Even more severely affecting his professional advancement in the police force and ultimately safety for him and the family was the second incident. In their drive for complete control over the lives of German citizens, the Nazi authorities stripped the court system of its independent status, which had so far guaranteed a fair trial to all citizens no matter what crime they had committed. Equally sinister was the forced subordination of the arm of the law, the police force, into the new political system. All officers of the security forces were automatically and without exception registered as members of the NSDAP (National Socialist Party). They also asked Papa to leave the church, which he steadfastly refused despite threats of punitive actions and reprisals. Worse, all leaders of the various police departments were under pressure to join the infamous SS organization. When Papa declined, he knew that he would become suspect as someone not following the party line. He was fully aware that his refusal to join would appear to make him an opponent to the Nazi regime further down the road. Walter Panknin had to put up with constant harassment and ridicule by the party-liners. But fortunately, he had some influential colleagues who knew him as a friend and capable officer. They must have put in a word on his behalf. Papa spoke very little about his troubles in the privacy of their apartment. With great determination, he managed to maintain the feeling of peace and security, at least within the walls of their home.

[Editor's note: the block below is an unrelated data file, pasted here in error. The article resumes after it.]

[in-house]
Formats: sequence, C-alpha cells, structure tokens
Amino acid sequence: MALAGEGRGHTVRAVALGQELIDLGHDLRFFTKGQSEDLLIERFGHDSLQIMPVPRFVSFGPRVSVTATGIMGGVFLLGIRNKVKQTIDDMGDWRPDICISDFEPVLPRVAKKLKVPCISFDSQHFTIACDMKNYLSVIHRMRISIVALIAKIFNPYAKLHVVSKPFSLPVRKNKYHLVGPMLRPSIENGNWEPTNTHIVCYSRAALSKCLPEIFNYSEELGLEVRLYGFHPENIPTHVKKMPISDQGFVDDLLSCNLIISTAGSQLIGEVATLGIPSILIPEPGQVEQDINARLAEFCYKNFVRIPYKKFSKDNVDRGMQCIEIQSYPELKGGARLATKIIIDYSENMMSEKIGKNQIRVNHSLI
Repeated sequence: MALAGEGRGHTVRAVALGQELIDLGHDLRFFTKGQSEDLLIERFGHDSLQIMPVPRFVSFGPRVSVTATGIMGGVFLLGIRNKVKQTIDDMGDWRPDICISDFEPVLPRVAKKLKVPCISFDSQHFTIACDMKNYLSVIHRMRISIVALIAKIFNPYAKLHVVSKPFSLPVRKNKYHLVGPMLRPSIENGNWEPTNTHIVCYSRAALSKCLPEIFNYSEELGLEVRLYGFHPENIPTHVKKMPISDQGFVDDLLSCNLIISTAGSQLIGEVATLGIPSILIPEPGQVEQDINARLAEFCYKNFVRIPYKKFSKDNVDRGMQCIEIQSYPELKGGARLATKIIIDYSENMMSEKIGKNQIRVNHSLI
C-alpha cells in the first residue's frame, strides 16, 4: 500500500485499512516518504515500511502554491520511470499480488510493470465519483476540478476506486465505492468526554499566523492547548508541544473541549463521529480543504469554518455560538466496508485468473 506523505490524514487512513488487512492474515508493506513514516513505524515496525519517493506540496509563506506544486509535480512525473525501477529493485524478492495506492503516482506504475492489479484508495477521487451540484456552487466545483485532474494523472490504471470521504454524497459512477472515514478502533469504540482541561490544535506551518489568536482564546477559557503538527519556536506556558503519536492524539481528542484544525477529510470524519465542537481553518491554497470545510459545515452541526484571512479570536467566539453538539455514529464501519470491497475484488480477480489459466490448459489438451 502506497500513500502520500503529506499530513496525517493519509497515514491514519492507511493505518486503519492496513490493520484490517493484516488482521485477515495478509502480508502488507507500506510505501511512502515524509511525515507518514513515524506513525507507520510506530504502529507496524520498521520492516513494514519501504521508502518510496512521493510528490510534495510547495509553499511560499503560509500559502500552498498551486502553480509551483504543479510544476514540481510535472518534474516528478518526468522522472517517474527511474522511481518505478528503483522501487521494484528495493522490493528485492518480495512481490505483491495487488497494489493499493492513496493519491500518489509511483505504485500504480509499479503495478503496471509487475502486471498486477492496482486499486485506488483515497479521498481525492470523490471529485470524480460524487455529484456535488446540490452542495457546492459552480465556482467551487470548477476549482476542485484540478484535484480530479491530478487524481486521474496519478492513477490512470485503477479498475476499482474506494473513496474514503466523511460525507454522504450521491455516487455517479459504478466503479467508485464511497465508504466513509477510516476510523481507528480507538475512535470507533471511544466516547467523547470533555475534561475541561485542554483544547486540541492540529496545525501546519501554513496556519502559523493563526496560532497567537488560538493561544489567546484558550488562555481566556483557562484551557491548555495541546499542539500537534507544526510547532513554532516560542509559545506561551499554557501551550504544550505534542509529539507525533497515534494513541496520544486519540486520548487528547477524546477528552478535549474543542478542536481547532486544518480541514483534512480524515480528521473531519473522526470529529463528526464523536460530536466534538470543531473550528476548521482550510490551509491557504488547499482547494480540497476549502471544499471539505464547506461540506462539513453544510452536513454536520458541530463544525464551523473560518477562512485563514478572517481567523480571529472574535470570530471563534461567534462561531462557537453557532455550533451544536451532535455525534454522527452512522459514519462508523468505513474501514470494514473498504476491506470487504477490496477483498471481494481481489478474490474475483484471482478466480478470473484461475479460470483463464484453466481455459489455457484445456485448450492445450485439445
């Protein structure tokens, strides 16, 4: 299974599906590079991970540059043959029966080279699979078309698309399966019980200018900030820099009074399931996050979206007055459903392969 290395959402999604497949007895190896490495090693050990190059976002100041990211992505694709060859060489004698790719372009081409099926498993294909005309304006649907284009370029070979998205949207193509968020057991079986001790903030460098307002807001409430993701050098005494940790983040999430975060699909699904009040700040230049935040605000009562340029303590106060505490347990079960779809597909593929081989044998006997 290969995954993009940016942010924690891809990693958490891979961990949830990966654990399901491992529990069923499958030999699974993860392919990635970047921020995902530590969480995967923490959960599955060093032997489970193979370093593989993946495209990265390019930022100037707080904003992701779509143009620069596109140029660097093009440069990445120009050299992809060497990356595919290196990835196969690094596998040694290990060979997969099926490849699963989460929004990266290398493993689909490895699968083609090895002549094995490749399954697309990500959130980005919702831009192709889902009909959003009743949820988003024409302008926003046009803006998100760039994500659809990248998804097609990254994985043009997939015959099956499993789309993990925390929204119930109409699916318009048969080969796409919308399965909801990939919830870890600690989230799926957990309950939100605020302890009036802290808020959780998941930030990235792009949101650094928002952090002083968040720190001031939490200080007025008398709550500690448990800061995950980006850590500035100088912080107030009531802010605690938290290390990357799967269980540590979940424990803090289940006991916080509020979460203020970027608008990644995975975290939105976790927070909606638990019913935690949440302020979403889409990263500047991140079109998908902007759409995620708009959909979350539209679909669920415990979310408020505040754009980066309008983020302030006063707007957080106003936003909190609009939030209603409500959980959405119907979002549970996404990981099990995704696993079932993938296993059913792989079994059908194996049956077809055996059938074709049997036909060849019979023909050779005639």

Daughter Elsbeth Panknin in their Home in Gotha 1936


  1. I see dark clouds brewing … it was dangerous to do what Walter did, a truly brave and honourable man. There weren’t too many of his kind. People were also afraid for their families and not only themselves though, the concept of Sippenhaft was really apt to make people act against their conscience.

    The Nazis even went after the social democrats, which all the family members on my mother’s side belonged to. They all lost their jobs and did not get a new one as long as the war lasted. But they were drawn as soldiers and were expected to give their lives for their country, no, not for their country, for the regime.

    Liked by 1 person